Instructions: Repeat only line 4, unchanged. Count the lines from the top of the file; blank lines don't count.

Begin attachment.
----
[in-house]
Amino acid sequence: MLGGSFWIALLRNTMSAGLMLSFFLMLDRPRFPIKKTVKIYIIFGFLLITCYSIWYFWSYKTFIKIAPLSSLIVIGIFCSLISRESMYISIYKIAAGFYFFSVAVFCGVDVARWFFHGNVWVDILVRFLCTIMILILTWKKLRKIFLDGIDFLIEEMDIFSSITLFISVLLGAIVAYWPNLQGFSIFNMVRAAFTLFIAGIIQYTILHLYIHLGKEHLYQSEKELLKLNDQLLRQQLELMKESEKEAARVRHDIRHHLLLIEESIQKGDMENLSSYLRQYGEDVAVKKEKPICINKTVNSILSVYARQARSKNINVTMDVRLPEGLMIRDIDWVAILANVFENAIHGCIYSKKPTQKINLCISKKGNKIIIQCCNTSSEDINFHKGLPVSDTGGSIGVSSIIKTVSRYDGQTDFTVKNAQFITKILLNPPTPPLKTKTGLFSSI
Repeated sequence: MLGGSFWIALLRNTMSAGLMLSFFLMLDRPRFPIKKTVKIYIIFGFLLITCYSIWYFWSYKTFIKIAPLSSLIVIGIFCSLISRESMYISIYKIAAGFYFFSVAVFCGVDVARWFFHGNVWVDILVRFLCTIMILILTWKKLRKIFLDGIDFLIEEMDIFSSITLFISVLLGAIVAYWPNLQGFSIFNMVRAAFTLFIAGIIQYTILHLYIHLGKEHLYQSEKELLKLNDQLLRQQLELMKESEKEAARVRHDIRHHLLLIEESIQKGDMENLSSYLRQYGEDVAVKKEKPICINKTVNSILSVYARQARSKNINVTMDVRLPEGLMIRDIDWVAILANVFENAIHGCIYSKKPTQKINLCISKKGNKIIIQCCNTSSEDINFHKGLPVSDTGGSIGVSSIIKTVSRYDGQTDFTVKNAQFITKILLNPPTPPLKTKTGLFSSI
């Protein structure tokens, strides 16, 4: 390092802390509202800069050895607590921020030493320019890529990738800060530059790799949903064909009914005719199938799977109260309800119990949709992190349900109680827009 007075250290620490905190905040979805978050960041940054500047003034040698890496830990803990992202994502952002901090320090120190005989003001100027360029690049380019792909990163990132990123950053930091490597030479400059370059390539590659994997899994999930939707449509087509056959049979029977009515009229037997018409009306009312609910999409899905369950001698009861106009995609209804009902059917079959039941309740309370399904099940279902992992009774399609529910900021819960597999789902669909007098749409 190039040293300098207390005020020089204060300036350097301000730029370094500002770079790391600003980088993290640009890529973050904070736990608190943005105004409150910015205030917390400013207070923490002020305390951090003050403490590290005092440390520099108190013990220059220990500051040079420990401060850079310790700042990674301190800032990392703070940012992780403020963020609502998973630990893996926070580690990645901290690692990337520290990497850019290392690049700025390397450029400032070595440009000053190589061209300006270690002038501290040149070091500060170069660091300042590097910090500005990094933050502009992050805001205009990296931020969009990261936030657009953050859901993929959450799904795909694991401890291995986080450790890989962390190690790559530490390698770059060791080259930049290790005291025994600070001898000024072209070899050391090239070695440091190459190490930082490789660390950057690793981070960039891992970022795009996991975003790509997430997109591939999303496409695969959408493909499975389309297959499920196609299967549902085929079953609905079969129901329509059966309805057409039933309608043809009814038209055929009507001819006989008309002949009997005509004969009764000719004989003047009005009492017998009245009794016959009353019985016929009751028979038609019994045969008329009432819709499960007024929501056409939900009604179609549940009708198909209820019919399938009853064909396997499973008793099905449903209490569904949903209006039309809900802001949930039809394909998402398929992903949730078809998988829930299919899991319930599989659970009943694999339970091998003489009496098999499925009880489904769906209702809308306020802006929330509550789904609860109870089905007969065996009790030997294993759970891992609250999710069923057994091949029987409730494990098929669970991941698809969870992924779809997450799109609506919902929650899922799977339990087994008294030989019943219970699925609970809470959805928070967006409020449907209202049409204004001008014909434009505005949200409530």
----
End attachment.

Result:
């Protein structure tokens, strides 16, 4: 390092802390509202800069050895607590921020030493320019890529990738800060530059790799949903064909009914005719199938799977109260309800119990949709992190349900109680827009 007075250290620490905190905040979805978050960041940054500047003034040698890496830990803990992202994502952002901090320090120190005989003001100027360029690049380019792909990163990132990123950053930091490597030479400059370059390539590659994997899994999930939707449509087509056959049979029977009515009229037997018409009306009312609910999409899905369950001698009861106009995609209804009902059917079959039941309740309370399904099940279902992992009774399609529910900021819960597999789902669909007098749409 190039040293300098207390005020020089204060300036350097301000730029370094500002770079790391600003980088993290640009890529973050904070736990608190943005105004409150910015205030917390400013207070923490002020305390951090003050403490590290005092440390520099108190013990220059220990500051040079420990401060850079310790700042990674301190800032990392703070940012992780403020963020609502998973630990893996926070580690990645901290690692990337520290990497850019290392690049700025390397450029400032070595440009000053190589061209300006270690002038501290040149070091500060170069660091300042590097910090500005990094933050502009992050805001205009990296931020969009990261936030657009953050859901993929959450799904795909694991401890291995986080450790890989962390190690790559530490390698770059060791080259930049290790005291025994600070001898000024072209070899050391090239070695440091190459190490930082490789660390950057690793981070960039891992970022795009996991975003790509997430997109591939999303496409695969959408493909499975389309297959499920196609299967549902085929079953609905079969129901329509059966309805057409039933309608043809009814038209055929009507001819006989008309002949009997005509004969009764000719004989003047009005009492017998009245009794016959009353019985016929009751028979038609019994045969008329009432819709499960007024929501056409939900009604179609549940009708198909209820019919399938009853064909396997499973008793099905449903209490569904949903209006039309809900802001949930039809394909998402398929992903949730078809998988829930299919899991319930599989659970009943694999339970091998003489009496098999499925009880489904769906209702809308306020802006929330509550789904609860109870089905007969065996009790030997294993759970891992609250999710069923057994091949029987409730494990098929669970991941698809969870992924779809997450799109609506919902929650899922799977339990087994008294030989019943219970699925609970809470959805928070967006409020449907209202049409204004001008014909434009505005949200409530």